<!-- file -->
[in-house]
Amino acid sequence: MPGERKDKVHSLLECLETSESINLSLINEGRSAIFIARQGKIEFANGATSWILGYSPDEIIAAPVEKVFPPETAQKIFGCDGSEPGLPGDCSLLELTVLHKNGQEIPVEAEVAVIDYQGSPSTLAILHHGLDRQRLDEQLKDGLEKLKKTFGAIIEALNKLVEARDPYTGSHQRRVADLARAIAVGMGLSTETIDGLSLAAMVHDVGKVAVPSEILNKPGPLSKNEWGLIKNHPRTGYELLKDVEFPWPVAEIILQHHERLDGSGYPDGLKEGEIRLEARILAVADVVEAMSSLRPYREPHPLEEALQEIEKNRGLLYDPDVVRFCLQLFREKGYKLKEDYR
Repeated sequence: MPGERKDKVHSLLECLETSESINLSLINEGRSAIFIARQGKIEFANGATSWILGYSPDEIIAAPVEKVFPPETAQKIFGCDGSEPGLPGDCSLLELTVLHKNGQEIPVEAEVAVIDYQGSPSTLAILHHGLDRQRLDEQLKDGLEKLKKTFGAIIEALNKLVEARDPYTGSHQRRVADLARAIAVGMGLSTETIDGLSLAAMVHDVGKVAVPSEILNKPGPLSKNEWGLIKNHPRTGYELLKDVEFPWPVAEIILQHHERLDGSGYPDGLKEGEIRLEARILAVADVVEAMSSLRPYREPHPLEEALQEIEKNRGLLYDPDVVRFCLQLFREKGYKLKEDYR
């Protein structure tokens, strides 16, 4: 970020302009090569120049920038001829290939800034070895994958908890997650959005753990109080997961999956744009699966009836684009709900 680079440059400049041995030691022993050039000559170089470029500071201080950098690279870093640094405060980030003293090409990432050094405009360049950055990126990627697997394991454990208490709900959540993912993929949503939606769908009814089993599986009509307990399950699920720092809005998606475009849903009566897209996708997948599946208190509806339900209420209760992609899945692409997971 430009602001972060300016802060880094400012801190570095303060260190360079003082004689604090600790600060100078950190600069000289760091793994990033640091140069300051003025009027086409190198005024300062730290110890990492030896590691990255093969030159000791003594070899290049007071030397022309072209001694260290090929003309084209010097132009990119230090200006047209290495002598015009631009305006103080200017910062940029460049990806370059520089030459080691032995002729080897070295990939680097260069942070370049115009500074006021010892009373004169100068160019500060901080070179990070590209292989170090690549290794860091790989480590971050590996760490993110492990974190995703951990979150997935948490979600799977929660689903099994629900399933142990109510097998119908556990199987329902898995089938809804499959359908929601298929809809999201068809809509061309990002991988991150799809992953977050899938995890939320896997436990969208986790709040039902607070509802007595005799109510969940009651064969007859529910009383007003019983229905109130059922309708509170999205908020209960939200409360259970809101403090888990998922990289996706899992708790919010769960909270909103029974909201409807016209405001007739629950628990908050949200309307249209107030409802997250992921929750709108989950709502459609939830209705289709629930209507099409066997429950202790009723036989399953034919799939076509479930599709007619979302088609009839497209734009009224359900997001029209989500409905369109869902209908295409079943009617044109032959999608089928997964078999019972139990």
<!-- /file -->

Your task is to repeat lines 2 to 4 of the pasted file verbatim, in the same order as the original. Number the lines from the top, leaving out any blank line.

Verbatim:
Amino acid sequence: MPGERKDKVHSLLECLETSESINLSLINEGRSAIFIARQGKIEFANGATSWILGYSPDEIIAAPVEKVFPPETAQKIFGCDGSEPGLPGDCSLLELTVLHKNGQEIPVEAEVAVIDYQGSPSTLAILHHGLDRQRLDEQLKDGLEKLKKTFGAIIEALNKLVEARDPYTGSHQRRVADLARAIAVGMGLSTETIDGLSLAAMVHDVGKVAVPSEILNKPGPLSKNEWGLIKNHPRTGYELLKDVEFPWPVAEIILQHHERLDGSGYPDGLKEGEIRLEARILAVADVVEAMSSLRPYREPHPLEEALQEIEKNRGLLYDPDVVRFCLQLFREKGYKLKEDYR
Repeated sequence: MPGERKDKVHSLLECLETSESINLSLINEGRSAIFIARQGKIEFANGATSWILGYSPDEIIAAPVEKVFPPETAQKIFGCDGSEPGLPGDCSLLELTVLHKNGQEIPVEAEVAVIDYQGSPSTLAILHHGLDRQRLDEQLKDGLEKLKKTFGAIIEALNKLVEARDPYTGSHQRRVADLARAIAVGMGLSTETIDGLSLAAMVHDVGKVAVPSEILNKPGPLSKNEWGLIKNHPRTGYELLKDVEFPWPVAEIILQHHERLDGSGYPDGLKEGEIRLEARILAVADVVEAMSSLRPYREPHPLEEALQEIEKNRGLLYDPDVVRFCLQLFREKGYKLKEDYR
């Protein structure tokens, strides 16, 4: 970020302009090569120049920038001829290939800034070895994958908890997650959005753990109080997961999956744009699966009836684009709900 680079440059400049041995030691022993050039000559170089470029500071201080950098690279870093640094405060980030003293090409990432050094405009360049950055990126990627697997394991454990208490709900959540993912993929949503939606769908009814089993599986009509307990399950699920720092809005998606475009849903009566897209996708997948599946208190509806339900209420209760992609899945692409997971 430009602001972060300016802060880094400012801190570095303060260190360079003082004689604090600790600060100078950190600069000289760091793994990033640091140069300051003025009027086409190198005024300062730290110890990492030896590691990255093969030159000791003594070899290049007071030397022309072209001694260290090929003309084209010097132009990119230090200006047209290495002598015009631009305006103080200017910062940029460049990806370059520089030459080691032995002729080897070295990939680097260069942070370049115009500074006021010892009373004169100068160019500060901080070179990070590209292989170090690549290794860091790989480590971050590996760490993110492990974190995703951990979150997935948490979600799977929660689903099994629900399933142990109510097998119908556990199987329902898995089938809804499959359908929601298929809809999201068809809509061309990002991988991150799809992953977050899938995890939320896997436990969208986790709040039902607070509802007595005799109510969940009651064969007859529910009383007003019983229905109130059922309708509170999205908020209960939200409360259970809101403090888990998922990289996706899992708790919010769960909270909103029974909201409807016209405001007739629950628990908050949200309307249209107030409802997250992921929750709108989950709502459609939830209705289709629930209507099409066997429950202790009723036989399953034919799939076509479930599709007619979302088609009839497209734009009224359900997001029209989500409905369109869902209908295409079943009617044109032959999608089928997964078999019972139990």